Here’s a fairly common one, and the step change that can come from it. Most restaurants now offer a takeaway service. Local restaurants Roots and The Larderhouse and others have done this, but it involves collection from the restaurant. That’s fine for local deliveries. And it’s helped them get by. They’ve been creative – The Larderhouse has turned its restaurant into a farmers market as well, but if you want a wider reach this model has a limitation – local collection. Roast Kings, for example, deliver nationally. A roast dinner, pub style from a pub in Frome, reimagined.
You can argue that RoastKings operate in different markets from Roots and The Larderhouse. That’s true, but it doesn’t deny the fact that one has managed to successfully deliver fresh cooked food nationally. Would the others have done so if they had managed to work out how? Or are they content, for other reasons, to only operate locally? The point is, which limitations are you willing to keep and which to change?
Who are you trying to please?
Remember that you shouldn’t benchmark your business against your competitors. They do not have your best interests at heart, and any improvements you make are likely to be small and fleeting until they catch up. Remember, most restaurants now offer a take-away service. So instead of copying competitors you need to benchmark against what your customers want. Don’t get sucked back into a trading environment if you can possibly escape it. The main differentiator in a trading scenario is price. That’s the route to failure. We described this in Owner Managed Business Part 3 Growing with little time and money. You need to find points of difference that you can maintain over a long period.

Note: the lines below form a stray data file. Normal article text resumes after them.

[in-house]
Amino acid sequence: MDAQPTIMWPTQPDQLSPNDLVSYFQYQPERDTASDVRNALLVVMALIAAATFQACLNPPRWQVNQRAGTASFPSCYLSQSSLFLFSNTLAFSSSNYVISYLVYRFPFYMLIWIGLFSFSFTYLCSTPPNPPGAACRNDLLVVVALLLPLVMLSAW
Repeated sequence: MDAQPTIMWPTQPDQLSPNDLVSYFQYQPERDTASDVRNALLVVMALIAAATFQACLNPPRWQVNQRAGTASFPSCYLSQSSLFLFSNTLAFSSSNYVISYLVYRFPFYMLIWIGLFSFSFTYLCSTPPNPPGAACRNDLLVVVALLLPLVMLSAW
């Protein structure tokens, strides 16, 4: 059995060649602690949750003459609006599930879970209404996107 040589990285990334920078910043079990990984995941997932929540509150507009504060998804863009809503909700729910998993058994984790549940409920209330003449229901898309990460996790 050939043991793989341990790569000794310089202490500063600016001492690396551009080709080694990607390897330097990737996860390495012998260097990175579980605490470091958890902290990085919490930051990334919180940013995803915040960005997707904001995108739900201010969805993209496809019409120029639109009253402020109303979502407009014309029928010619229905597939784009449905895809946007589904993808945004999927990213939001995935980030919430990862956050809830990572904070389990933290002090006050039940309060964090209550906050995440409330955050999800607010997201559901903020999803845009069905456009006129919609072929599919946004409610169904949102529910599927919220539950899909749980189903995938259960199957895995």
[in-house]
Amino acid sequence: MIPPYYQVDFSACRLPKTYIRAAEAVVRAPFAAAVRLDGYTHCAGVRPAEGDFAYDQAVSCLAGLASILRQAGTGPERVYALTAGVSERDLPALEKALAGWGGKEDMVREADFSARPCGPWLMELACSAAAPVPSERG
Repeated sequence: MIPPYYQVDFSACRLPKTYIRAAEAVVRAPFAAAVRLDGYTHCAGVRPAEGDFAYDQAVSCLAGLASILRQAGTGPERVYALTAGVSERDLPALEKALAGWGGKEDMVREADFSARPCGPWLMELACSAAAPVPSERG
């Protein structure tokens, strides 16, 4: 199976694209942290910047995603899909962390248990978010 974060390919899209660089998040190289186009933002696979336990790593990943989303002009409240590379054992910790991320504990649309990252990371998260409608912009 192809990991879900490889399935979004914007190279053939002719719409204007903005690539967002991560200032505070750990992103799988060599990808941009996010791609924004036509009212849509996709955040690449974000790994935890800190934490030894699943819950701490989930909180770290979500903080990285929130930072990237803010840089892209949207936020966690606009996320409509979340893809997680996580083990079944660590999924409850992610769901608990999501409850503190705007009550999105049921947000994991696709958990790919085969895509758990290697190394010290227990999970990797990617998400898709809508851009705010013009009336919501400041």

What customers want has moved past a great customer experience. Now they want good outcomes.
An outcome is a tangible benefit; a good experience isn’t enough.
The business that can engineer early outcomes for the customer wins and keeps more customers. Here’s a restaurant example. People don’t like to wait, so you need to get a drink on the table quickly, take the order promptly and if there is a delay, bring some nibbles. People are there to eat, not sit. Make customers feel they made the right decision coming to you. In the same vein, as a practice, we work fast for a new client to find a tax or time saving early on, so our new client recognises that they have made the right decision. We feel good too, as we’ve helped our client.